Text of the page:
Thank you all for welcoming me here today. I deeply respect you and the work of this organization. This room is full of people who have committed their lives to education — whether as teachers, ESPs, administrators, or other leadership roles — and it’s an honor to be able to talk with you.
In his book “Teaching Toward Freedom,” William Ayers wrote, “To be human is to live alone on the nerve islands of our bodies. To connect with another is to imagine with sympathy. The bridge of humanity is constructed of imagination, a certain kind of imagination, mediated by words.” I read that book very early in my career, and that idea — human connection as a feat of empathetic imagination — has stuck with me. We may not be able to step inside of each other’s heads, as humans, but I think sometimes that our work as teachers is to try.
I remember when President Obama was elected for the first time. The next morning, I went into my classroom, ready to talk with my students about his historic election and hear their reactions to it — after they did the Do Now, of course. I stood at the front of my room with my clipboard, taking attendance the same way I did every day, but I only had one student in the room. There he sat, in his assigned seat right in the middle of the room, facing me, as I checked off a little box next to his name. We looked at each other, looked at the clock, looked at each other. After a few minutes, he asked, “Where is everybody?”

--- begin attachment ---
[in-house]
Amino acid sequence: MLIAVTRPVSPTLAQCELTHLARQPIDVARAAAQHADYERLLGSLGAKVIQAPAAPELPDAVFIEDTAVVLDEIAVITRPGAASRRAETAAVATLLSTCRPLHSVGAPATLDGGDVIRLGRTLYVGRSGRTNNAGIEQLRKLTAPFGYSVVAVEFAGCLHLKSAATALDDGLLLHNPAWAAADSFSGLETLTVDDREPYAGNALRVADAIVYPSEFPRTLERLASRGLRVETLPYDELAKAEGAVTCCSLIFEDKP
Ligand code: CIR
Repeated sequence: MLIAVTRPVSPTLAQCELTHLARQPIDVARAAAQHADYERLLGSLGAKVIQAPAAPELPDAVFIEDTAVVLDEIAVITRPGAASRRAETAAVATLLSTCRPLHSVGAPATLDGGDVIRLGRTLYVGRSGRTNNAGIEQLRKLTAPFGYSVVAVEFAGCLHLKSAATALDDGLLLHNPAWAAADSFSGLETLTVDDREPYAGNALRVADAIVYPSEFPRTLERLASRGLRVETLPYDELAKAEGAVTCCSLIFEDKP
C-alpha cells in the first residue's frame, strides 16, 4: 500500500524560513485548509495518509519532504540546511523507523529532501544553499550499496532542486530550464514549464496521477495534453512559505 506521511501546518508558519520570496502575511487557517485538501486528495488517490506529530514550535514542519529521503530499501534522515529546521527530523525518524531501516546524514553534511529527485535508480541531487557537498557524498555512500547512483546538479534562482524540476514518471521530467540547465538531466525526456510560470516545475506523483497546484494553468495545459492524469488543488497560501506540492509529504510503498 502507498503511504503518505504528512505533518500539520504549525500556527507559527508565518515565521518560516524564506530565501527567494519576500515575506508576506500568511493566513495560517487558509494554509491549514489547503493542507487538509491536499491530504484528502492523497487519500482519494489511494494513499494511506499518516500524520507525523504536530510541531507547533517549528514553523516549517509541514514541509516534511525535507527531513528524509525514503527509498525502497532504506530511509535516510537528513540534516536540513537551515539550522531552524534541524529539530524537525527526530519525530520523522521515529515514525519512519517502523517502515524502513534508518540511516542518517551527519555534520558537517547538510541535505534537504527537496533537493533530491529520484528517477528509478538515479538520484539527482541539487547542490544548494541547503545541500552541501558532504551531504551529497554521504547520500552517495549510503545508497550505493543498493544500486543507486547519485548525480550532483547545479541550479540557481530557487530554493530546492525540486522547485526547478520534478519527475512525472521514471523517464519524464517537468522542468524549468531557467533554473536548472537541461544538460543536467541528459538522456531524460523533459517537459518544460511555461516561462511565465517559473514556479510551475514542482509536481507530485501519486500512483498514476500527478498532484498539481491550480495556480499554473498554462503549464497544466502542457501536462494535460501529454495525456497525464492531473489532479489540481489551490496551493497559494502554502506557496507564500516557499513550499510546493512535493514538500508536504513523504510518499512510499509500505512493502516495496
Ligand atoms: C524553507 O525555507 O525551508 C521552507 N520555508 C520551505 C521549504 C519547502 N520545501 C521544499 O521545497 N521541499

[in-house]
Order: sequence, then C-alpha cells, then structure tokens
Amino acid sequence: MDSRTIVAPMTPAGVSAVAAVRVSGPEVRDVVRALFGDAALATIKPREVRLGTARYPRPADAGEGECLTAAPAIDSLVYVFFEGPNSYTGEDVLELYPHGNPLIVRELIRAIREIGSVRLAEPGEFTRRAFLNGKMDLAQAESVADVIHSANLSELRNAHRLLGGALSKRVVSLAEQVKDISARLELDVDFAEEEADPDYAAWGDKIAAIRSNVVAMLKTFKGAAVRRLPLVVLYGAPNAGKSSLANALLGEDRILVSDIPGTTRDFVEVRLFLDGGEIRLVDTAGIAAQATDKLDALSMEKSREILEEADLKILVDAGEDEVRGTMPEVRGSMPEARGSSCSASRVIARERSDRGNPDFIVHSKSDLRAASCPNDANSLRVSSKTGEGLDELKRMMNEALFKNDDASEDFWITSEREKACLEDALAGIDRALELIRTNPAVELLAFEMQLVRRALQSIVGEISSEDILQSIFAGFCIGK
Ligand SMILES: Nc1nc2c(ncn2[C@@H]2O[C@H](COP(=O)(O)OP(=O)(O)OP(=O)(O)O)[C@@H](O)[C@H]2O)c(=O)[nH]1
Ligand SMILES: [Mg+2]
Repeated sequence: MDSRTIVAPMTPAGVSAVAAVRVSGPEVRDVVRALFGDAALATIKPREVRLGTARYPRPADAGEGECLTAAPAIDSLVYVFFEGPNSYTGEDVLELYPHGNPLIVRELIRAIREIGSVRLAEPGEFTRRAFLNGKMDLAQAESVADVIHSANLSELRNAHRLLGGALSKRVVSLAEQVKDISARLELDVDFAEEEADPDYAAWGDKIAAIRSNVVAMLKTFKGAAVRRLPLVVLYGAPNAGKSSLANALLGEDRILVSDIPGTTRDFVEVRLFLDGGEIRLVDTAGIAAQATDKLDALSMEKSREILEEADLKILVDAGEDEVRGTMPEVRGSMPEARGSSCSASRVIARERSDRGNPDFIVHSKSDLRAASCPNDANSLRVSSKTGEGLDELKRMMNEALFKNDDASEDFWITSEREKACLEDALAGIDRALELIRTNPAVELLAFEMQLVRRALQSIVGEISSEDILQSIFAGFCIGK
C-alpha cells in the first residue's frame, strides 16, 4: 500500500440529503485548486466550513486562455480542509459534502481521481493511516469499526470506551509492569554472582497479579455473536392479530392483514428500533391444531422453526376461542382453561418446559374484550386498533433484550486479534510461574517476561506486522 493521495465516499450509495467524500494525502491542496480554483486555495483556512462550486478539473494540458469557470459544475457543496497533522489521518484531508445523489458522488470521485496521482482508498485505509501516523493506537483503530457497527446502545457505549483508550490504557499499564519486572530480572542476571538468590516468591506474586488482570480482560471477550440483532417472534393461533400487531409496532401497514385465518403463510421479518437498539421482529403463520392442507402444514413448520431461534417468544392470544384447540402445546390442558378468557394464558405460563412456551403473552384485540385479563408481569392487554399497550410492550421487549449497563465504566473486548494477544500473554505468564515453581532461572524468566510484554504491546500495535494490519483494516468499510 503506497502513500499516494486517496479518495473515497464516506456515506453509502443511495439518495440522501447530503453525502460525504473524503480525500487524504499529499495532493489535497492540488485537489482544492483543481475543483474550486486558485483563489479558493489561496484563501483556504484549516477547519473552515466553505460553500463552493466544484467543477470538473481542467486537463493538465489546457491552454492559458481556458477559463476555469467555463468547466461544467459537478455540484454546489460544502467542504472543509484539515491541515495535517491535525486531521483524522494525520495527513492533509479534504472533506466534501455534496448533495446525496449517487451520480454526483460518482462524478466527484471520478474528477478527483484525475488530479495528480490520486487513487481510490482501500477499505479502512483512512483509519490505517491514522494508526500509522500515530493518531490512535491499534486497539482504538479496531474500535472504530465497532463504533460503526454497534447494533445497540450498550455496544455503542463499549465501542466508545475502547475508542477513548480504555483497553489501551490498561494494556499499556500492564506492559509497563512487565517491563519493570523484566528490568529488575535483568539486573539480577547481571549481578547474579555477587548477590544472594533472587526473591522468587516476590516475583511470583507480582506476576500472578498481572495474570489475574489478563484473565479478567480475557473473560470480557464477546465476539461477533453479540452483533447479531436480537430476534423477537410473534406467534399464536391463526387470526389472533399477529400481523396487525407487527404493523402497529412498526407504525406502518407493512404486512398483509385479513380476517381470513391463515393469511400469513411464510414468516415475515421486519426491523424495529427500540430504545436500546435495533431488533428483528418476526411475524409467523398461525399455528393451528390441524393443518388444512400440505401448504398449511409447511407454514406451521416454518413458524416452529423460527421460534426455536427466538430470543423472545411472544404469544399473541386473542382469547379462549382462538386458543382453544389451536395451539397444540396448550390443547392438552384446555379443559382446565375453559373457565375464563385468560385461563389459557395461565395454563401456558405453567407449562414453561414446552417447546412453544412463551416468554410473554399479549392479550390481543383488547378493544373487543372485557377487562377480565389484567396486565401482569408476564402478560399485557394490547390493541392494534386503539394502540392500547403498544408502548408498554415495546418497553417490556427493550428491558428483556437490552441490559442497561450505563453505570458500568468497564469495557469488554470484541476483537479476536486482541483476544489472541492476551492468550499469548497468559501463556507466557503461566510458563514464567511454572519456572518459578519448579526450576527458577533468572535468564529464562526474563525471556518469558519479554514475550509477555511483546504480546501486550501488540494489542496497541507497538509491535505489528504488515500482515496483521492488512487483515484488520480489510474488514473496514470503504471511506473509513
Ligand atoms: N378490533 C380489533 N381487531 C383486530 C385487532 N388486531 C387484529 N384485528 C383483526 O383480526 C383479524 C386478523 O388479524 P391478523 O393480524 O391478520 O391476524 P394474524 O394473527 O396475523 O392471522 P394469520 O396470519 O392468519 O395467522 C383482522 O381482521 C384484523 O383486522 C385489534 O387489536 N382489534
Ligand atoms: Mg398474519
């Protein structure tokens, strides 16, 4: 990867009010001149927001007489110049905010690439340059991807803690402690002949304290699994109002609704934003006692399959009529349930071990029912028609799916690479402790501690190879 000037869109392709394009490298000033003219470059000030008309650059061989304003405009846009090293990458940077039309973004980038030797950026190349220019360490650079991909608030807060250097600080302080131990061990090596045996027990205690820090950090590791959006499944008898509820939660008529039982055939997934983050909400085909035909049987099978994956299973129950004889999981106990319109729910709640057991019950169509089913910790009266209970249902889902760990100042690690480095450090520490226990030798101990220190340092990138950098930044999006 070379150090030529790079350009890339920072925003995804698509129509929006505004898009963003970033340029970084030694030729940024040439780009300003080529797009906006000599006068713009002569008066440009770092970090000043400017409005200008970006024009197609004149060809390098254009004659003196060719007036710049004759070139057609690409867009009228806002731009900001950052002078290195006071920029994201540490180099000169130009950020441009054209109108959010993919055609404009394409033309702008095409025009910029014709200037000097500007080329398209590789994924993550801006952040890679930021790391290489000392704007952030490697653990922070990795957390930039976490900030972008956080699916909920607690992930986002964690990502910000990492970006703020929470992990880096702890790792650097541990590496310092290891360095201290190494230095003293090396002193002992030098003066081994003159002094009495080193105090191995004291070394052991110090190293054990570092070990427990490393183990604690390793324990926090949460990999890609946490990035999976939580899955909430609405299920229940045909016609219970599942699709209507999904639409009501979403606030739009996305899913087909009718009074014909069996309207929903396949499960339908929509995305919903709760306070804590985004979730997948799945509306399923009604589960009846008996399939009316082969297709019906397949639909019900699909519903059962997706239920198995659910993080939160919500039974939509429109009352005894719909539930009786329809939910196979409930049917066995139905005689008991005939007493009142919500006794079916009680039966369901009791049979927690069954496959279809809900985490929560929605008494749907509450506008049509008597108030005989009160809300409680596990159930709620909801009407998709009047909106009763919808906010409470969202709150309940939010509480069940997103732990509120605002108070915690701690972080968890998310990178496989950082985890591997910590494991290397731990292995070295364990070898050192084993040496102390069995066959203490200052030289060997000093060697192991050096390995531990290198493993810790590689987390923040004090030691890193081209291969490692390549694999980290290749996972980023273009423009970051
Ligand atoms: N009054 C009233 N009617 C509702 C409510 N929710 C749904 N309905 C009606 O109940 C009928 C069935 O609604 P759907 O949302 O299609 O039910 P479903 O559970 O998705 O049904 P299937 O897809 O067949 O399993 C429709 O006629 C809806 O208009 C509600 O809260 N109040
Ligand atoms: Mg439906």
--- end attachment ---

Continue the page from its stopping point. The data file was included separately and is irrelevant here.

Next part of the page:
“I don’t know,” I said, “but they’re late.”
We heard a commotion outside and saw some of his classmates running past the window. Then my principal at the time burst through the door. “What are you doing?” he asked. “Come outside!”
We followed him to the busy intersection outside and saw the rest of the school — students and staff — standing there on the corner. Some people held up that day’s paper with a huge picture of President Obama on the front. Others had grabbed mini-whiteboards from classrooms and written, “Honk for Obama” on them. The scene was messy, loud, and joyous.
Standing there still holding my clipboard, a symbol of the rules and routines that made school feel orderly and productive to me, I realized that my stubborn insistence on sticking to the plan and following the rules had been silly. My neat little plan wasn’t what such a historic situation demanded. It wouldn’t have given my students nearly enough time or space to express their joy. I had needed a reminder to, as William Ayers wrote, imagine with sympathy. I needed to remember that my students and I were connected by our shared humanity.
When I decided to become a teacher, I imagined it would be a job that would nourish my deep need to be in control. I had done my reading, of course. I knew that I needed to work against the “banking” model, trying to fill my students’ heads up with all of my knowledge and ideas. But I still envisioned my role as one where I would activate what happened in the classroom. I didn’t imagine myself as an authoritarian, but I thought, I’ll write lessons, so I’ll know exactly what is going to happen. I’ll be in charge.